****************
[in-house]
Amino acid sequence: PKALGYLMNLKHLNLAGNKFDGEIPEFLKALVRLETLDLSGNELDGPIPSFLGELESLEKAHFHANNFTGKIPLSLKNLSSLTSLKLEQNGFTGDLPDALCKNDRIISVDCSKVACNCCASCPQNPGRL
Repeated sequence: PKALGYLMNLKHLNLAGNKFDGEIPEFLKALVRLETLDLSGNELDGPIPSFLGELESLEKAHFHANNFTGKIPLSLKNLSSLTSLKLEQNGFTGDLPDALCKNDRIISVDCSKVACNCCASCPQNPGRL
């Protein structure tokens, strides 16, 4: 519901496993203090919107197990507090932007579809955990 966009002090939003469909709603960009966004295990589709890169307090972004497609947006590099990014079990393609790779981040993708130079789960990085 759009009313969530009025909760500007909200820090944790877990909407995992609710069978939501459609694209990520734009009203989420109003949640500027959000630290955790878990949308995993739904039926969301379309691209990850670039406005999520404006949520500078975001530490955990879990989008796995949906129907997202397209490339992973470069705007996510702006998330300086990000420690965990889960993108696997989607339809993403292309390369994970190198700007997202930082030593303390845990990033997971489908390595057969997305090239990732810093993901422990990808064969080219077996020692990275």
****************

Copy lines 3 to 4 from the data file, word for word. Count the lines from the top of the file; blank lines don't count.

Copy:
Repeated sequence: PKALGYLMNLKHLNLAGNKFDGEIPEFLKALVRLETLDLSGNELDGPIPSFLGELESLEKAHFHANNFTGKIPLSLKNLSSLTSLKLEQNGFTGDLPDALCKNDRIISVDCSKVACNCCASCPQNPGRL
């Protein structure tokens, strides 16, 4: 519901496993203090919107197990507090932007579809955990 966009002090939003469909709603960009966004295990589709890169307090972004497609947006590099990014079990393609790779981040993708130079789960990085 759009009313969530009025909760500007909200820090944790877990909407995992609710069978939501459609694209990520734009009203989420109003949640500027959000630290955790878990949308995993739904039926969301379309691209990850670039406005999520404006949520500078975001530490955990879990989008796995949906129907997202397209490339992973470069705007996510702006998330300086990000420690965990889960993108696997989607339809993403292309390369994970190198700007997202930082030593303390845990990033997971489908390595057969997305090239990732810093993901422990990808064969080219077996020692990275």